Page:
She is always “sixteen years old…
three weeks of something.”
She spent summer afternoons in her basement,
which was empty except for an unused sewing machine,
two couches and a library of second-hand novels.
Boys reached up her shirt and she loaned books to them:
books that smelled like small towns,
the corners of the pages curled from nicotine.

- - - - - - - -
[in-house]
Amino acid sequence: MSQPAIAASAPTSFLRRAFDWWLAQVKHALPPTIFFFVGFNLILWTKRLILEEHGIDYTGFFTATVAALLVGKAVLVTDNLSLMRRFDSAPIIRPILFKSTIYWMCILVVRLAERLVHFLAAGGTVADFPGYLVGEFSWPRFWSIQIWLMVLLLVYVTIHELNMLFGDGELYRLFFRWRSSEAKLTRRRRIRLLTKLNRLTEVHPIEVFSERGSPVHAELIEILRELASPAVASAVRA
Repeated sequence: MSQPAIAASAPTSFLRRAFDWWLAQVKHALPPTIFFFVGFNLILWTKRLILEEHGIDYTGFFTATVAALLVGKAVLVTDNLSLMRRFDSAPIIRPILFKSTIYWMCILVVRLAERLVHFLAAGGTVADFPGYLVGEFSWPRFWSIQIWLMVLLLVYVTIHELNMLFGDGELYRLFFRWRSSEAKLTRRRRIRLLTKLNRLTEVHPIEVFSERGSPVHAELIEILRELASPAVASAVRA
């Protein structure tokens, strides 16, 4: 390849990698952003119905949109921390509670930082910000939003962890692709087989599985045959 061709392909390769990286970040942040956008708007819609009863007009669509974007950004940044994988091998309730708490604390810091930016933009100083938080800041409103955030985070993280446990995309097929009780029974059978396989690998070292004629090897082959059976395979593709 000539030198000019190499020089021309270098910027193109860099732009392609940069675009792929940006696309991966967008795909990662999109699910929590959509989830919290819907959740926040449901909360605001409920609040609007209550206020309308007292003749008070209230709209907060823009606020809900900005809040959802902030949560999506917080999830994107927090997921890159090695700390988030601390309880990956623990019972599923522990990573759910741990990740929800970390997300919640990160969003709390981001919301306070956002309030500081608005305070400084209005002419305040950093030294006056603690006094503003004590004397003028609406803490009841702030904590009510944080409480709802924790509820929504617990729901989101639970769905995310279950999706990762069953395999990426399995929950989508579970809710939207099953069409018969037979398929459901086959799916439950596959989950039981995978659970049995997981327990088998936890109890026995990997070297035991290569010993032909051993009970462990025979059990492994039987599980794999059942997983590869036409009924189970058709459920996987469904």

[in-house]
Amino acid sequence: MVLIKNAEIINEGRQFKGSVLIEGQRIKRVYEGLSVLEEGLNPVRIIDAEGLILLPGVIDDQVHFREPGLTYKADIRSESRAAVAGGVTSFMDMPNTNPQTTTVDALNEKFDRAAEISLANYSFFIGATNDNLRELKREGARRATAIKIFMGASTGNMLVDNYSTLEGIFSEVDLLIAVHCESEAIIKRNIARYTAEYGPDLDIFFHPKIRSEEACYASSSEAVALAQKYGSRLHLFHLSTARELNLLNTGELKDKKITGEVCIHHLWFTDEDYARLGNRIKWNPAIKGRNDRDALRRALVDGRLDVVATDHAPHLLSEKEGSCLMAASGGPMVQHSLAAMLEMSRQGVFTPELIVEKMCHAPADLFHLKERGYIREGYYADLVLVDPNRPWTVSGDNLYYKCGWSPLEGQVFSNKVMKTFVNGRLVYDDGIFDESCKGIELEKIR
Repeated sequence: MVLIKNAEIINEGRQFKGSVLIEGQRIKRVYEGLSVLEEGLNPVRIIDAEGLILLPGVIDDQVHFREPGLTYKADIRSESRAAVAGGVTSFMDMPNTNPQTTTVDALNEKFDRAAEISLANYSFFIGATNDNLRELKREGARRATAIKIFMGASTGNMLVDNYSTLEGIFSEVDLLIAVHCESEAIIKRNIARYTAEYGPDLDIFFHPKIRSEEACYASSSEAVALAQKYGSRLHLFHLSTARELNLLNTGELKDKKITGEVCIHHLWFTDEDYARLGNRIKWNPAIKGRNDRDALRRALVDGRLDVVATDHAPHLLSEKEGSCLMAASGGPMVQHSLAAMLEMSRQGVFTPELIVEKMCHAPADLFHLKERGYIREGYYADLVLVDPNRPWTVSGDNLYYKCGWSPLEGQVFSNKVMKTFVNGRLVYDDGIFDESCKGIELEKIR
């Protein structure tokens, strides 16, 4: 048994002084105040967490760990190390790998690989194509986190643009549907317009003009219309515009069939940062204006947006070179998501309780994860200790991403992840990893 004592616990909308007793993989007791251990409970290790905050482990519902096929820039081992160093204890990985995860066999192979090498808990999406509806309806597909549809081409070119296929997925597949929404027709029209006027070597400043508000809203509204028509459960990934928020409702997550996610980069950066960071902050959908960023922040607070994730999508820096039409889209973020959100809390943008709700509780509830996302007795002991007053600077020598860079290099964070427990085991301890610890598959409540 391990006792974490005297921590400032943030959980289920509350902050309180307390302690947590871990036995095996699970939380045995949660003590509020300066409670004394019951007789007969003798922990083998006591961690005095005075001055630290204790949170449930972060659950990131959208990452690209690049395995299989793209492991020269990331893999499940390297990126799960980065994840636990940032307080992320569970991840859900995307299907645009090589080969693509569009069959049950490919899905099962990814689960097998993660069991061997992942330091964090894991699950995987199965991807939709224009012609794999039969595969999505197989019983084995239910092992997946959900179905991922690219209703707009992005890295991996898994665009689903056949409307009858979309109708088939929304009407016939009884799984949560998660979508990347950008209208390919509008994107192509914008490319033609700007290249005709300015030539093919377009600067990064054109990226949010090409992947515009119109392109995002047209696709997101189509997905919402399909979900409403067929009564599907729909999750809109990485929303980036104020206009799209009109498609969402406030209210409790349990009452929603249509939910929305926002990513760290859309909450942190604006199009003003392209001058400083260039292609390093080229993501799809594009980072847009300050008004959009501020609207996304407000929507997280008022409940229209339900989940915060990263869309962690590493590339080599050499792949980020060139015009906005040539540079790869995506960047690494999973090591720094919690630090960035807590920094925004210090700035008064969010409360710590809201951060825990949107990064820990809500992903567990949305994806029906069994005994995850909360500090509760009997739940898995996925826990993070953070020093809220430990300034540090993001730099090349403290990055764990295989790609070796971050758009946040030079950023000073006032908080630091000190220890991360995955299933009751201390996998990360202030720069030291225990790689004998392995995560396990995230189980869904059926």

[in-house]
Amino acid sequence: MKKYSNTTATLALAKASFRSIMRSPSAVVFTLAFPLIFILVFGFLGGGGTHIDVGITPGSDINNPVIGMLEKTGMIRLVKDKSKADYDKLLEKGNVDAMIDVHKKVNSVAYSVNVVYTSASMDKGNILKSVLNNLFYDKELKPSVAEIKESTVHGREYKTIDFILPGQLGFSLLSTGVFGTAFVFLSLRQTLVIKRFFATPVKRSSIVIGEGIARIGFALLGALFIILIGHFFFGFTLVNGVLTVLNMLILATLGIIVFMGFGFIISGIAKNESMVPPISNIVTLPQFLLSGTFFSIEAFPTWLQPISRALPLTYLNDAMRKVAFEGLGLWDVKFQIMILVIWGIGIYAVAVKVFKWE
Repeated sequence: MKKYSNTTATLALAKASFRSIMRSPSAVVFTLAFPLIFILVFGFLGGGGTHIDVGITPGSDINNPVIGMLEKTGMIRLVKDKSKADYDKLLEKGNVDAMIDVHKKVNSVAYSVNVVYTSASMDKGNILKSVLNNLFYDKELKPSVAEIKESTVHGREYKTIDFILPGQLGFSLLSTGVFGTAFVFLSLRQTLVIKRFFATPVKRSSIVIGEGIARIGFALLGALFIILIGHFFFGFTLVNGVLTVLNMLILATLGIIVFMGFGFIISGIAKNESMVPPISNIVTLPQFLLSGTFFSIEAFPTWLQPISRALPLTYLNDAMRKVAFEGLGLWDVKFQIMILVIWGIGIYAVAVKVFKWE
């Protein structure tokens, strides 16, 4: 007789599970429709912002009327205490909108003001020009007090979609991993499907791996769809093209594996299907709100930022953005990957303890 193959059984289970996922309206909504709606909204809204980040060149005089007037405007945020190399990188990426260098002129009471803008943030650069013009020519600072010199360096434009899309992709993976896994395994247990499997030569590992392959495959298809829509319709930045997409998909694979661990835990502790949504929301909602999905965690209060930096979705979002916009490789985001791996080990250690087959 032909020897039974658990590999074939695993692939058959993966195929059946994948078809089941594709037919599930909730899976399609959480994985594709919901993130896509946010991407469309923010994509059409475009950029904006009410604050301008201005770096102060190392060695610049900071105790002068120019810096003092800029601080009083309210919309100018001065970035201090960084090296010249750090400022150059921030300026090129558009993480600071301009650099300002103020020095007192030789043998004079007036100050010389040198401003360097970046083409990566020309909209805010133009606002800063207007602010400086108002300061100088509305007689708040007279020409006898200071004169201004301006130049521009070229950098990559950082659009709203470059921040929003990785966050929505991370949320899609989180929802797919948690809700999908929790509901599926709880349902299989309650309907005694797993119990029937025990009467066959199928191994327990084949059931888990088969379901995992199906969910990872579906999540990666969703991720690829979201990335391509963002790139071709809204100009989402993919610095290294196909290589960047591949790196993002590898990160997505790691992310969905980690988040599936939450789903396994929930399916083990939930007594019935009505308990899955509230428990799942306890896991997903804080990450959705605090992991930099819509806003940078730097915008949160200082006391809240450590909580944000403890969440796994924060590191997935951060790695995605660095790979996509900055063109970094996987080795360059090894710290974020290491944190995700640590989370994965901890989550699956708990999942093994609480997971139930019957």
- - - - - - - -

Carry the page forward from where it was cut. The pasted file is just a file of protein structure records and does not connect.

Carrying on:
She polished herself with eyeliner,
engraved stars into her thigh,
spat chewing gum before giving out first kisses.
She absorbed passivity, infected her skin purple
when she tried to pierce her nose.
She snuck gin under gymnasium floorboards,
insisted she could not draw or dance or love.
She always made her way back to the basement,
where sewing needles were bookmarks and
she watched her skin bubble
under the scrutiny of lighter fluid.